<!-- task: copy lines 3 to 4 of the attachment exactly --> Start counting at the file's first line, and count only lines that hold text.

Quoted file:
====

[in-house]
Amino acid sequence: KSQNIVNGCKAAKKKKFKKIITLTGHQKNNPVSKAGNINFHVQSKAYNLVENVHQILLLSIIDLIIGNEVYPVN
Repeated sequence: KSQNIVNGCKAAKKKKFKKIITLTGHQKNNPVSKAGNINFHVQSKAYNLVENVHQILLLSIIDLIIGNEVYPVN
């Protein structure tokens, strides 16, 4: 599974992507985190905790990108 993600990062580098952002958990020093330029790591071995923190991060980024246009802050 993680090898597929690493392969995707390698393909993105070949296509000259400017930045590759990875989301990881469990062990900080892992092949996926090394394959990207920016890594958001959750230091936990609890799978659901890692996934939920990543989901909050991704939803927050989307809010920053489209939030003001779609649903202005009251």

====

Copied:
Repeated sequence: KSQNIVNGCKAAKKKKFKKIITLTGHQKNNPVSKAGNINFHVQSKAYNLVENVHQILLLSIIDLIIGNEVYPVN
């Protein structure tokens, strides 16, 4: 599974992507985190905790990108 993600990062580098952002958990020093330029790591071995923190991060980024246009802050 993680090898597929690493392969995707390698393909993105070949296509000259400017930045590759990875989301990881469990062990900080892992092949996926090394394959990207920016890594958001959750230091936990609890799978659901890692996934939920990543989901909050991704939803927050989307809010920053489209939030003001779609649903202005009251």